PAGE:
(This is the text of a five minute talk I gave at the Market Research Society’s Research 2009 conference, on 24/3/09. I was allowed 1 slide, and naturally selected a large scale reproduction of the cover of Prog 93 (see below))

Who is the Mighty Tharg? He’s the alien editor of 2000AD, the Galaxy’s Greatest Comic for the last 32 years. And when it comes to social media, quite simply he taught me all I know.

The brand values of Tharg and his comic can be summed up in a single phrase: thrill power. For our purposes it can be simply defined as “that which is almost unbearably exciting to a 10 year old boy”. Everything in the world of thrill-power is turned up to 11, like this legendary cover from the man-versus-dinosaur series Flesh II, which I consider to be the most exciting artwork of the 20th Century.


You might think that this cover has little to offer the researcher – this would be to overlook its allegorical content. It’s actually a powerful metaphor – the researcher drowning in a sea of user generated content, beset by the giant scorpions of procurement.

But in all seriousness, the notion of thrill-power was part of a jargon that created a personality cult around Tharg and a brand cult around his comic. From a social media perspective, this personality cult is what I’m interested in. Not the comic he created but Tharg himself.

Tharg was one of a whole line of fictional editors in 80s comics – the Eagle had a cartoon eagle, Scream had a malevolent computer, others had fake superheroes or hooded demons in charge. Tharg outlived them all and part of the reason why is that he was not always friendly or helpful to his readers – he was arrogant, and would often react with mock bombast and outrage to their requests, promising to send them a “Rigelian hotshot” as punishment for their temerity in addressing him. He was prone to hyperbole and boasting, and his audience loved it.

The issue of fictional brand projections has recently surfaced in social media – specifically on Twitter, where a number of controversial incidences of fake, or in-character accounts have blurred the line between brands, individuals, the official and the unofficial.

Advertising executives, for instance, took on the personae of characters from Mad Men, twittering as “Don Draper”, “Betty Draper” et al. The TV company behind the show shut them down, then let them reinstate the accounts on discovering how popular they had come. Fake celebrities also abound on the service.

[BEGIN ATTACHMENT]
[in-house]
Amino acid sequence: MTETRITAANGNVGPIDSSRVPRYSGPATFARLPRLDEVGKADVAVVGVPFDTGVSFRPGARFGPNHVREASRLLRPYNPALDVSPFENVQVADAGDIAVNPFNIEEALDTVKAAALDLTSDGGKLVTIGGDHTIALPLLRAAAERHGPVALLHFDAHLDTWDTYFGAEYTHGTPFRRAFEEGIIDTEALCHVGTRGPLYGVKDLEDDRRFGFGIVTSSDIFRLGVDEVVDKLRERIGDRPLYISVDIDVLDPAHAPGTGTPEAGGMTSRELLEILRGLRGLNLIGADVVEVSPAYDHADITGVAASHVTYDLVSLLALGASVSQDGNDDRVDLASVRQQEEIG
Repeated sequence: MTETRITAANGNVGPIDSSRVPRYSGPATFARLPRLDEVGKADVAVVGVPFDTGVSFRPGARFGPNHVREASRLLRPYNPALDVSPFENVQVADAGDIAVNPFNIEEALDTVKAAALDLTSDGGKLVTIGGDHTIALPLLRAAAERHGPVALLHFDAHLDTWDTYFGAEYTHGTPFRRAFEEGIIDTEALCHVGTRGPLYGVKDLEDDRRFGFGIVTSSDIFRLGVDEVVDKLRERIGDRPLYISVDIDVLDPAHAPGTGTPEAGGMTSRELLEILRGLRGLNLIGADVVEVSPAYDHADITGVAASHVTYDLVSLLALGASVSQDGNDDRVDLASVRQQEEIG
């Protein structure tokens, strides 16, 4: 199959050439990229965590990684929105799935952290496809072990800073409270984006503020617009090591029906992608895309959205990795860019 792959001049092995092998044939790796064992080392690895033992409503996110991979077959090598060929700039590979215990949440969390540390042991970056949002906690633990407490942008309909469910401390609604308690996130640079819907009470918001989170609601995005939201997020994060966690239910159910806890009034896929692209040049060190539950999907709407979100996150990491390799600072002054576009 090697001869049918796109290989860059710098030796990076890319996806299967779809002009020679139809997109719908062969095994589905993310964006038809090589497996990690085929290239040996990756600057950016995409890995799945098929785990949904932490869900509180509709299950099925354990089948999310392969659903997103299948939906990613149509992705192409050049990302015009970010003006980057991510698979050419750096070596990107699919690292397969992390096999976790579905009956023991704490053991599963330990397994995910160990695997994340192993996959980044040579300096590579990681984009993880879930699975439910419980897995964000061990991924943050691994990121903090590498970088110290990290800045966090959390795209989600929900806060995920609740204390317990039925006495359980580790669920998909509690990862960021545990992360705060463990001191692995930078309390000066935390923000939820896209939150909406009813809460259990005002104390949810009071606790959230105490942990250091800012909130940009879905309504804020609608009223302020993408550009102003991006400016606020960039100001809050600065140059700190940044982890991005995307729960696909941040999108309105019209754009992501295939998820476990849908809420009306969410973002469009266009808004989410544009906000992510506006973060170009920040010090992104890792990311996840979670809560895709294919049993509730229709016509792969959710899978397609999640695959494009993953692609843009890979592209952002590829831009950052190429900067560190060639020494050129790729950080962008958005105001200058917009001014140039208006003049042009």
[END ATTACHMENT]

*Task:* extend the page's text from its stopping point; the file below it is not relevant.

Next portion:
The rail company Southwest Trains has been the victim of a marvellous fake Twitter account in the “persona” of a malicious incompetent constantly laughing at customer misfortune and “rail fail”. This is the projective technique as culture jamming.

Some companies have started gingerly moving into this space themselves. Burger King, for instance, has set up a Twitter account under the name The King, to answer customer service queries “in character”. (EDIT: Oops, no they didn’t. The King was, like the Mad Men account, an affectionate fake. But this doesn’t actually change my argument – given that people reacted to him as if genuine.)

This kind of activity has ruffled some feathers on Twitter, where an early adopter orthodoxy has taken hold. The way to use the service, we’re told again and again, is to be transparent, open, and tied to real people and a real identity. The model is shoe company Zappos, whose CEO has over 275,000 Twitter followers. He’s a great example of someone who’s using Twitter in a friendly, open manner and gaining a business benefit. He’s a superb advert for transparency. But is it the only way?

Some bloggers were opposed to The King because he was a fiction rather than being tie-able to a BK employee. Others, though, took a different tack, complaining he wasn’t fictional ENOUGH. His character isn’t especially compelling, or even particularly nailed down – he switched from medieval style thee and thou to colloquial Americanisms, presumably depending on who was at the controls. You wouldn’t get Tharg making that mistake.

Transparency is a social media watchword. The enormous success of Facebook is at least partly down to the way it successfully creates a mirror for our offline networks, and one way it does this is by suggesting its users stick to their real name. Twitter appears to work in a similar way.

But think back ten years ago and one of the big claims for the web was its ability to erase bodily identity – to allow its users to play with identity, create and flick between personae online. This is a powerful force – frightening for many – and as the web has become mainstream it’s become marginalised. The “real” rather than the performative aspects of web identity have been stressed. My opinion is that you ignore this side of the web at your peril – it may have been repressed, but it hasn’t gone away.

But instead of ignoring it, why not use it? The social media lesson of the Mighty Tharg is that transparency and open-ness can play second fiddle to a dynamic and consistent personality, which can create a shared fiction that turns fans into devotees. Thirty two years on, I believe in Tharg more than I believe in most of the real people I tweet with. Authenticity is terrific, but sometimes entertainment is more powerful.